Miniature stadiums of Kirkuk charge popular teams

By Falaq Lazuardi for

By Goran Baban in Kirkuk

Dozens of athletes have filed a complaint with the Kirkuk office of the Iraqi Integrity Commission to enforce the decision that mini sports stadiums in Kirkuk should be for free while those who run it are still charging athletes and amateurs in Kirkuk neighborhoods.

The Iraqi Ministry of Sports and Youth decided three months ago at the request of the General Directorate of Sports and Youth of Kirkuk to make all miniature stadiums for 5-player football teams in different neighborhoods of Kirkuk free of charge.

"We know that there is a decision, but no stadium has complied with it... Several parties have material interests in these stadiums and are not ready to give up that interest," Mohammed Nihad, the supervisor of one of the soccer popular teams, told KirkukNow.

"We hope the Integrity Commission will encourage the implementation of this decision and punish those who do not comply with it," Nihad added.

In most neighborhoods of Kirkuk, during the reign of former governor Najmadin Karim, futsal stadiums were opened for athletes and popular teams, but most of them were run by party officials and were outside the authority of sports and youth.

The stadiums are in high demand, especially at night, and both teams are charged 20,000 Iraqi dinars IQD (USD13) for one hour of play.

Futsal is an association football-based game played on a hard court smaller than a football pitch, and mainly indoors. It has similarities to five-a-side football and indoor soccer. Futsal is played between two teams of five players each, one of whom is the goalkeeper. Unlimited substitutions are permitted.

Futsal stadiums in Kirkuk and all over Iraq are mainly outdoor and the ground is either tartan or artificial grass.

By Setyaki Irham for

"Free playing in these stadiums is a good incentive for us, especially for those players who are in a critical financial condition and have no other job," said Balen Qadir, a football player in Imam Qasim neighborhood.

"Sometimes when there are tournaments between teams, they charge us double," he said.

Marwan Ahmad, director of sports and youth in Kirkuk, said three months ago, they have met with the legal department of Kirkuk province, to find a legal solution for all the stadiums, because they were random and “we felt that they are illegal.”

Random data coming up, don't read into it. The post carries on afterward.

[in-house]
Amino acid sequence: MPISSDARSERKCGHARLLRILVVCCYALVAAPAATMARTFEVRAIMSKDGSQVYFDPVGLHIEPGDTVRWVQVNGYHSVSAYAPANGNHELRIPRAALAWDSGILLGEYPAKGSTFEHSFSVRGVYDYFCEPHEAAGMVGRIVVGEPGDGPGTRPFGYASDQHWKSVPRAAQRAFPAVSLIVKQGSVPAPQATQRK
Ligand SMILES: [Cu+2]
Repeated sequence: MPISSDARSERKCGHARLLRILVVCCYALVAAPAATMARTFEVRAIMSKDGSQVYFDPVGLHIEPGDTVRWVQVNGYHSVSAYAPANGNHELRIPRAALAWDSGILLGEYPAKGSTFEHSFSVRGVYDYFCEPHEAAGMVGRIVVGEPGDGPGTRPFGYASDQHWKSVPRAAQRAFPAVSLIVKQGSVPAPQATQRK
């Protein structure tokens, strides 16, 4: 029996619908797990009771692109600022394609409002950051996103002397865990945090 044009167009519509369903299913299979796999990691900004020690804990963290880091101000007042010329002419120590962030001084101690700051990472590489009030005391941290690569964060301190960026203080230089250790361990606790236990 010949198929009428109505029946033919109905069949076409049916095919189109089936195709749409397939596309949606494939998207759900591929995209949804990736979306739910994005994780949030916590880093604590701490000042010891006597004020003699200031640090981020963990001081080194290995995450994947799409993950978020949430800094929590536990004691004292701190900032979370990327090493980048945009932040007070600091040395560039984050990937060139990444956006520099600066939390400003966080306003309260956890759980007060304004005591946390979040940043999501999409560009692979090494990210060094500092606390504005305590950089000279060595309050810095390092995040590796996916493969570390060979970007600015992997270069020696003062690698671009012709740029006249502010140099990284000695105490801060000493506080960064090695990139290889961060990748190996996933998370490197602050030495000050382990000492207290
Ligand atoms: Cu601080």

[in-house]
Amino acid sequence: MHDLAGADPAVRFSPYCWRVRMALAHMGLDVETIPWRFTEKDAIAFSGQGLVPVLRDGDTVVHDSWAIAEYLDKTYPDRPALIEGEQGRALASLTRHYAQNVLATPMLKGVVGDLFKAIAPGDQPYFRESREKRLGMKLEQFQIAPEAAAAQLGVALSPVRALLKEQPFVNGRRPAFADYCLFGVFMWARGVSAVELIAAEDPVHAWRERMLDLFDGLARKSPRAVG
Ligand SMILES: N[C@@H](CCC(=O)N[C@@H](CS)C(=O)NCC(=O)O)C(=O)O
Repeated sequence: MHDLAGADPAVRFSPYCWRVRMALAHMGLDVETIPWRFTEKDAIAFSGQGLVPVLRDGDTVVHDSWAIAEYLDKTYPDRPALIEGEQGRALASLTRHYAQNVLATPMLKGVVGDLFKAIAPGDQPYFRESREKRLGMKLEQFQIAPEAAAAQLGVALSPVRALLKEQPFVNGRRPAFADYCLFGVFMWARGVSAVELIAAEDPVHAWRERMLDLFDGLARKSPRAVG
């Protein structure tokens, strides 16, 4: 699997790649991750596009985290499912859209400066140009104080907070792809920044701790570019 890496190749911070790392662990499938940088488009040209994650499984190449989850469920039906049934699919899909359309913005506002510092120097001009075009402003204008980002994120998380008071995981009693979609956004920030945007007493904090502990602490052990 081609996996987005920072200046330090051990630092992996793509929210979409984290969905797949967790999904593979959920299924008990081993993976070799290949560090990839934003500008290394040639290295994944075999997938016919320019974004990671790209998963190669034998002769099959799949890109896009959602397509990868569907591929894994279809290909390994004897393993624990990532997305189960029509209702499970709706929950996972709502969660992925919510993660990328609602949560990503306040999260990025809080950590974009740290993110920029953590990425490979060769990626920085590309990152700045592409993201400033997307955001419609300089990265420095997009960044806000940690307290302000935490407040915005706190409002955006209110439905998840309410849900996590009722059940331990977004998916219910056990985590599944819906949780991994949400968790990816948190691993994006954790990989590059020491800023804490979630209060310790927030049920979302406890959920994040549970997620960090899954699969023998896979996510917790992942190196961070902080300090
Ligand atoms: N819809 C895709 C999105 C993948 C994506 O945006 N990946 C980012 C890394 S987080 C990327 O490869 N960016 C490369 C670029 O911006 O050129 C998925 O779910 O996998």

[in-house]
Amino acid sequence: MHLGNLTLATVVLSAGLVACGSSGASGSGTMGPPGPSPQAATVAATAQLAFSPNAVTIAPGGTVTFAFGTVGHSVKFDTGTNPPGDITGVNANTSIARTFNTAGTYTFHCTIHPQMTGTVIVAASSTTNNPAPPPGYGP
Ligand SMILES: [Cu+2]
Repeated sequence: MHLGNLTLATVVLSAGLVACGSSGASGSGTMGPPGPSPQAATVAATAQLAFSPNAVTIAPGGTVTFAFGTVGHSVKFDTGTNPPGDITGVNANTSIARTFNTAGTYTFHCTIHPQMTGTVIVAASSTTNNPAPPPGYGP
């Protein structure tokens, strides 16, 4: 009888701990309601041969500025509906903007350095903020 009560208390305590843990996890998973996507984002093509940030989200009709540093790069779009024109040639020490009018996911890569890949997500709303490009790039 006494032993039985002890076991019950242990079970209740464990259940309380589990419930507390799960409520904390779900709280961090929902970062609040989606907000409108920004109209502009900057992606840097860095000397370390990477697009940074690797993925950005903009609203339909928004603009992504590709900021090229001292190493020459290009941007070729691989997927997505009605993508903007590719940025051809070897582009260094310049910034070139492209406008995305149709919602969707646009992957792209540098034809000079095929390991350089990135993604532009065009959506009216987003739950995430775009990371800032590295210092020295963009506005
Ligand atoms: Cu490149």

“They were built over state lands yet the revenue was not for the government, so the first step was to put all the stadiums under the authority and supervision of our department, and then we decided to make them all free.”

"We submitted all the decisions to the governor of Kirkuk and then to the Iraqi Ministry of Sports and Youth, and they confirmed it.

Until that decision, only three futsal stadiums in Kirkuk belonged to the Sports and Youth Directorate, but now all the stadiums are operating under their supervision.

Marwan did not have statistics on all the stadiums, but insisted that their decision had not been implemented in any stadium.

"After the complaint of some athletes and soccer teams in popular neighborhoods to the Integrity Commission, the issue has been raised again and there are efforts to resolve it through the courts.”

The northern oil-rich city of Kirkuk, located 238 kilometers north of Baghdad, is an ethnically mixed province for 1.7 million Kurds, Sunni and Shiite Arabs, and Turkmen. It has long been at the center of disputed territories between Baghdad and Erbil.

Though the five oil wells of Kirkuk pump hundred thousand barrels of crude oil a day, the province misses proper utilities of power supply, drinking water, garbage collection, and basic healthcare and education system badly hurt by corruption and long years of war and instability.

Kirkuk's crude oil exports to Turkey and Jordan boosted last May, earning more than $369 million American dollars for 3.2 million barrells.

After a complaint by some athletes and local teams to the Integrity Commission, the issue has been raised again.

“We received the stadiums during the Najmadin Karim administration and the party supported us. We built them ourselves, but only the land belongs to the government, so we consider it our right to receive money and spend part of it for stadium maintenance,” said one of the owners of futsal stadiums of Kirkuk who spoke to KirkukNow on the condition of anonymity.

"Most of the stadiums are the property of the municipality, the Sunni endowment and the Ministry of Finance. Other people cannot take money from them. However, we have submitted all the evidence to the Integrity Commission and the court to investigate the problem,” said director of sports and youth in Kirkuk.

“We have also a committee specially to follow up this case.”

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